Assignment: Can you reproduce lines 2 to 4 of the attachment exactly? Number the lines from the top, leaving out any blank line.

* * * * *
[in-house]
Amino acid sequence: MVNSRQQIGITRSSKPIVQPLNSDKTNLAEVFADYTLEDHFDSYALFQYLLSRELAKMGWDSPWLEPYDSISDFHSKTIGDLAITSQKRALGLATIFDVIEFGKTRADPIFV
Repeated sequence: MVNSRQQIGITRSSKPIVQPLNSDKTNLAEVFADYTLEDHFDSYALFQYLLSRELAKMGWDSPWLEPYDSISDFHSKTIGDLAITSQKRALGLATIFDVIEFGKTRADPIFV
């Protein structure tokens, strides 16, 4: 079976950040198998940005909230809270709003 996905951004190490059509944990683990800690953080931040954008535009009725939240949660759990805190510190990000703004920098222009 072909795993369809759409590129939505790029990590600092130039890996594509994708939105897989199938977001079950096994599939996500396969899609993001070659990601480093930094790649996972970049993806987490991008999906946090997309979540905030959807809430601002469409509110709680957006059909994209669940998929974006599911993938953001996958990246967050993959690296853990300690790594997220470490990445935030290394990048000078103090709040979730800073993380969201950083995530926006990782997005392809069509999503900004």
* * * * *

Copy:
Amino acid sequence: MVNSRQQIGITRSSKPIVQPLNSDKTNLAEVFADYTLEDHFDSYALFQYLLSRELAKMGWDSPWLEPYDSISDFHSKTIGDLAITSQKRALGLATIFDVIEFGKTRADPIFV
Repeated sequence: MVNSRQQIGITRSSKPIVQPLNSDKTNLAEVFADYTLEDHFDSYALFQYLLSRELAKMGWDSPWLEPYDSISDFHSKTIGDLAITSQKRALGLATIFDVIEFGKTRADPIFV
């Protein structure tokens, strides 16, 4: 079976950040198998940005909230809270709003 996905951004190490059509944990683990800690953080931040954008535009009725939240949660759990805190510190990000703004920098222009 072909795993369809759409590129939505790029990590600092130039890996594509994708939105897989199938977001079950096994599939996500396969899609993001070659990601480093930094790649996972970049993806987490991008999906946090997309979540905030959807809430601002469409509110709680957006059909994209669940998929974006599911993938953001996958990246967050993959690296853990300690790594997220470490990445935030290394990048000078103090709040979730800073993380969201950083995530926006990782997005392809069509999503900004």